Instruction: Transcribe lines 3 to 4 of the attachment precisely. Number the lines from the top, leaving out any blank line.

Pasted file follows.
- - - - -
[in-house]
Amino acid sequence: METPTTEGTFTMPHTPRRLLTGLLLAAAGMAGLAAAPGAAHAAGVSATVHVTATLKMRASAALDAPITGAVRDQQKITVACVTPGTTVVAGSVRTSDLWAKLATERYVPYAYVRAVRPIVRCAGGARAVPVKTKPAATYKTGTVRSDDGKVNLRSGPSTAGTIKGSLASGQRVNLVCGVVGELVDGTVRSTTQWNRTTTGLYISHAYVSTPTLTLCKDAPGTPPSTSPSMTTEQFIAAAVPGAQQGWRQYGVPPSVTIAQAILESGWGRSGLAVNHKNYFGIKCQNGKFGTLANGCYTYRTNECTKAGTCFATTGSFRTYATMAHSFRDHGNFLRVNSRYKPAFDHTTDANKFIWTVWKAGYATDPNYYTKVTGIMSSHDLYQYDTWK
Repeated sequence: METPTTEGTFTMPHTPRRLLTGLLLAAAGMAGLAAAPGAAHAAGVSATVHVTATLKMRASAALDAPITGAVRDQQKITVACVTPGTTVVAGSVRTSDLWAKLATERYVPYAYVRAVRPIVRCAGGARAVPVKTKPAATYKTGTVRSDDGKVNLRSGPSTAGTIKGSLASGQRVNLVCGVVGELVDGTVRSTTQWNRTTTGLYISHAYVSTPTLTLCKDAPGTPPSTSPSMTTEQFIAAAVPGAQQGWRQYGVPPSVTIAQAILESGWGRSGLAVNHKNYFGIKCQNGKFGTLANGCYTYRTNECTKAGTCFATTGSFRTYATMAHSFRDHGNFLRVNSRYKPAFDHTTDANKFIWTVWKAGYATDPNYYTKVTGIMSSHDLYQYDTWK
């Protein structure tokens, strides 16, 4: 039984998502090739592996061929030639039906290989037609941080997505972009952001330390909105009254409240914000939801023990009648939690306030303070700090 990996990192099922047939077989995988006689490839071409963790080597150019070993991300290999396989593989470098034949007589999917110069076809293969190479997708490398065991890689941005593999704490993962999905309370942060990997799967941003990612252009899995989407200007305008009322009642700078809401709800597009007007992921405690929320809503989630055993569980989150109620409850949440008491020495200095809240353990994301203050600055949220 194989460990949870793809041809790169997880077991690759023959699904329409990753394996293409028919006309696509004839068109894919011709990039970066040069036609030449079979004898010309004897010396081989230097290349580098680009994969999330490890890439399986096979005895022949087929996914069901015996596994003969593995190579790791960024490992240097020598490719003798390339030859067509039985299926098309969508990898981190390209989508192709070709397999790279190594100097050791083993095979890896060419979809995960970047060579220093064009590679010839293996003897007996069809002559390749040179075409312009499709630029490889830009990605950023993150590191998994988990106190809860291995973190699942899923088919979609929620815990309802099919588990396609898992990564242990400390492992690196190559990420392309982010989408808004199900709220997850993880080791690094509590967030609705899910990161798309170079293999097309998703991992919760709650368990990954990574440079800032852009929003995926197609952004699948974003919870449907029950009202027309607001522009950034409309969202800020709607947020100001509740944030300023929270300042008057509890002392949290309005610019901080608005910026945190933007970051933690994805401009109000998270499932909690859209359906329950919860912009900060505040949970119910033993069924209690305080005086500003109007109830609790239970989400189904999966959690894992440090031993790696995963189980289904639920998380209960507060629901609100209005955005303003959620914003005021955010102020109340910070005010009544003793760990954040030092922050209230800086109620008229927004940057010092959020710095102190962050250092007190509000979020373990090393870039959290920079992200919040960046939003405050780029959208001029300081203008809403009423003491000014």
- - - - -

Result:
Repeated sequence: METPTTEGTFTMPHTPRRLLTGLLLAAAGMAGLAAAPGAAHAAGVSATVHVTATLKMRASAALDAPITGAVRDQQKITVACVTPGTTVVAGSVRTSDLWAKLATERYVPYAYVRAVRPIVRCAGGARAVPVKTKPAATYKTGTVRSDDGKVNLRSGPSTAGTIKGSLASGQRVNLVCGVVGELVDGTVRSTTQWNRTTTGLYISHAYVSTPTLTLCKDAPGTPPSTSPSMTTEQFIAAAVPGAQQGWRQYGVPPSVTIAQAILESGWGRSGLAVNHKNYFGIKCQNGKFGTLANGCYTYRTNECTKAGTCFATTGSFRTYATMAHSFRDHGNFLRVNSRYKPAFDHTTDANKFIWTVWKAGYATDPNYYTKVTGIMSSHDLYQYDTWK
């Protein structure tokens, strides 16, 4: 039984998502090739592996061929030639039906290989037609941080997505972009952001330390909105009254409240914000939801023990009648939690306030303070700090 990996990192099922047939077989995988006689490839071409963790080597150019070993991300290999396989593989470098034949007589999917110069076809293969190479997708490398065991890689941005593999704490993962999905309370942060990997799967941003990612252009899995989407200007305008009322009642700078809401709800597009007007992921405690929320809503989630055993569980989150109620409850949440008491020495200095809240353990994301203050600055949220 194989460990949870793809041809790169997880077991690759023959699904329409990753394996293409028919006309696509004839068109894919011709990039970066040069036609030449079979004898010309004897010396081989230097290349580098680009994969999330490890890439399986096979005895022949087929996914069901015996596994003969593995190579790791960024490992240097020598490719003798390339030859067509039985299926098309969508990898981190390209989508192709070709397999790279190594100097050791083993095979890896060419979809995960970047060579220093064009590679010839293996003897007996069809002559390749040179075409312009499709630029490889830009990605950023993150590191998994988990106190809860291995973190699942899923088919979609929620815990309802099919588990396609898992990564242990400390492992690196190559990420392309982010989408808004199900709220997850993880080791690094509590967030609705899910990161798309170079293999097309998703991992919760709650368990990954990574440079800032852009929003995926197609952004699948974003919870449907029950009202027309607001522009950034409309969202800020709607947020100001509740944030300023929270300042008057509890002392949290309005610019901080608005910026945190933007970051933690994805401009109000998270499932909690859209359906329950919860912009900060505040949970119910033993069924209690305080005086500003109007109830609790239970989400189904999966959690894992440090031993790696995963189980289904639920998380209960507060629901609100209005955005303003959620914003005021955010102020109340910070005010009544003793760990954040030092922050209230800086109620008229927004940057010092959020710095102190962050250092007190509000979020373990090393870039959290920079992200919040960046939003405050780029959208001029300081203008809403009423003491000014």